Omar Khadr is an angry and "highly dangerous" terrorist who shows no remorse for the killing of a U.S. soldier and other crimes, a psychiatrist speaking on behalf of prosecutors told a Guantanamo Bay court Tuesday.

Khadr, who pleaded guilty to five war-crimes charges on Monday, still has strong ties to his "al Qaeda family" and has made no effort to distance himself from extremist views, Dr. Michael Welner told Khadr's sentencing hearing.

"He's highly dangerous," Welner said. "It is his belief that he should not have been here for a day ... and that it is everybody else's fault that he is."

Welner told jurors that Khadr "marinated in radical jihadism" during the eight years he spent in custody in Guantanamo Bay, and was considered a spiritual leader by his fellow inmates.

Welner's testimony concluded the first day of Khadr's sentencing hearing, which is expected to last for several days.

Earlier Tuesday, jurors heard details about Khadr's early life and his actions in Afghanistan, including that he felt "happy" when learned he had killed a U.S. soldier with a grenade eight years ago.

The details of the 2002 firefight in Afghanistan came out Tuesday as military prosecutors read out the agreed statement of facts that were part of Khadr's plea deal.

According to the statement of facts, Khadr threw a Russian-made F1 grenade from behind the wall of a compound in Afghanistan that was under siege from American forces in July 2002. Khadr was in the compound with other members of a terrorist cell with whom he had a pact to die rather than surrender.

"Khadr threw the grenade with the specific intent of killing or injuring as many Americans as he could," prosecutor Jeff Groharing told the court.

The grenade killed U.S. Army Sgt. 1st Class Christopher Speer. Groharing told the court Khadr was "happy" to have killed a soldier, a fact that would bring him comfort during his time in custody at the Bagram Air Base near Kabul.

"Khadr indicated that when he would get 'pissed off' with the guards at Bagram, he would recall his killing of the U.S. soldier and it would make him feel good," Groharing said, reading from the statement of facts.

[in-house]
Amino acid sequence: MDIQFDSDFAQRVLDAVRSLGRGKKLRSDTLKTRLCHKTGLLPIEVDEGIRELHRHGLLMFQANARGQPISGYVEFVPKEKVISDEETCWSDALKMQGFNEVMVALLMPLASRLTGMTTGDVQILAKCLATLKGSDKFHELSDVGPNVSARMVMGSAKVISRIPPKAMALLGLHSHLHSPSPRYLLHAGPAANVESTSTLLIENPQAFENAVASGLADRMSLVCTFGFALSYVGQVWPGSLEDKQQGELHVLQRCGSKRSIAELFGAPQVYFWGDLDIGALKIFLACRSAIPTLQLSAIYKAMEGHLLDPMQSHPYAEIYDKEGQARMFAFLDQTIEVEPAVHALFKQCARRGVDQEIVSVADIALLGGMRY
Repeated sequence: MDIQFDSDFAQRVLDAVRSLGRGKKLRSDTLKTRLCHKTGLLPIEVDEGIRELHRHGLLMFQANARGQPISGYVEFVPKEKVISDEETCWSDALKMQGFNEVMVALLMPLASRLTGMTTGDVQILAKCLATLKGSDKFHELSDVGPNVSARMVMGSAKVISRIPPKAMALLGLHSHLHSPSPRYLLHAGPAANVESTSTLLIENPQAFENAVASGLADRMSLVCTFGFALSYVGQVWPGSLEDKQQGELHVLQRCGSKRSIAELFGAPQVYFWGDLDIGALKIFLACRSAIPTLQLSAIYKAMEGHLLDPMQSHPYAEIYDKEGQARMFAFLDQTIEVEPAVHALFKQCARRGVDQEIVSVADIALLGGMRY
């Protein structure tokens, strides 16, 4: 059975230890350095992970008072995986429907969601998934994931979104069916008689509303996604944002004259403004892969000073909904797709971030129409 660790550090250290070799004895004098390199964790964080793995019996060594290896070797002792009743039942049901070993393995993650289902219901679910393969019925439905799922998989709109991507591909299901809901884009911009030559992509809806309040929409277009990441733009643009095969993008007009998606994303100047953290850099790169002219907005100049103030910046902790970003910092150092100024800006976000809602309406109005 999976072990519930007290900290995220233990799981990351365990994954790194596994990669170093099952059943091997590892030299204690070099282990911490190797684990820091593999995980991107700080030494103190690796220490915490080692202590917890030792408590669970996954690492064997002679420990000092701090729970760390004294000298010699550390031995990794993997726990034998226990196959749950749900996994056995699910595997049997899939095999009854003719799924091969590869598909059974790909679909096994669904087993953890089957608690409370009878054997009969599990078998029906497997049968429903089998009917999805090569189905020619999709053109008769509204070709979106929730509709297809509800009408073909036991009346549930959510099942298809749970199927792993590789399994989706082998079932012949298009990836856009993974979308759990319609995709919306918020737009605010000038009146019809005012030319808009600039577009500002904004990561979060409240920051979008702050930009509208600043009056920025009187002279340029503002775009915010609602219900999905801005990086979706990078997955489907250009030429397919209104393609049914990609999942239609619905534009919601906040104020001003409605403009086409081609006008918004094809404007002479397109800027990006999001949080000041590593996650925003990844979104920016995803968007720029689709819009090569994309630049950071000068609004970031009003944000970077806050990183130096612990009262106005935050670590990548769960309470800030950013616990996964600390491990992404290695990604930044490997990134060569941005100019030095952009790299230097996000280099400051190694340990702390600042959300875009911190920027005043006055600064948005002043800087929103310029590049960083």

The seven U.S. military officers who make up the jury also heard details about the terrorist training Khadr received in his youth and the fact that he considered himself to be a member of al Qaeda.

"Khadr considered himself to be an active member of al Qaeda and he shared the same goals as the organization, which are to target and kill all Americans -- whether civilian or military -- anywhere they can be found, and to 'plunder their money,"' Groharing said.

The first witness called to the sentencing hearing was an FBI agent who showed a photograph of Khadr preparing a landmine when he was younger. The agent also demonstrated how to use an F-1 grenade, and screened a video of a U.S. military vehicle being blown up by a landmine.

Another witness described Khadr as co-operative during questioning by FBI agents, but also said he was "almost bragging" when he discussed Speer's death.

Khadr to return to Canada

On Monday, Khadr pleaded guilty to five war-crimes charges, as part of a deal that will guarantee that the 24-year-old Canadian serves no more than eight years in prison.

But his Canadian lawyer, Dennis Edney, told CTV News Channel on Monday afternoon that Khadr also acknowledged guilt in two other murders "that no one had ever suggested that Omar had committed."

Edney did not provide further details on how or when the new charges were presented to his client, but said his confession "confirms that he would have admitted to the killing of John F. Kennedy if doing so would have got him out of Gitmo."

The plea deal also ensures that Khadr will be able to apply for transfer to a Canadian prison after serving 12 months of his sentence.

While the full details of the agreement have not yet been made public, CTV's Washington Bureau Chief Paul Workman said the U.S. has made it clear that it will help Khadr return home.

"The diplomatic notes that are attached to the plea bargain state very clearly that he will have the opportunity to come back to Canada," Workman told CTV's Canada AM from Guantanamo Bay on Tuesday morning.

Khadr's trial is still ongoing, and the jurors will still have a chance to impose their own sentence on Khadr. But Khadr will only serve the jury's recommended sentence if it is less severe than the one that has been negotiated in his plea agreement.

The jurors will continue to hear from both prosecution and defence witnesses at the hearing, including Speer's widow.

Deal ends legal limbo

Khadr is the only Westerner still being held at the controversial Guantanamo Bay prison. Since his capture in July 2002, Khadr has spent more than one-third of his life in U.S. custody.

His supporters say that Khadr is a child soldier who was dragged into a conflict by his father -- the late Ahmed Said Khadr, a Canadian citizen who was killed in Pakistan after his son's capture.

Khadr has also spent years in legal limbo, waiting for his case to be resolved.

In the agreed statement of facts, Khadr admitted to being an "unprivileged" enemy combatant, a term used to describe a civilian who is not a legitimate enemy soldier and therefore not afforded some rights and protections.

Experts who have watched the controversial military trials at Guantanamo Bay say Khadr had little chance at a fair trial and was forced to make a deal with prosecutors.

With files from The Canadian Press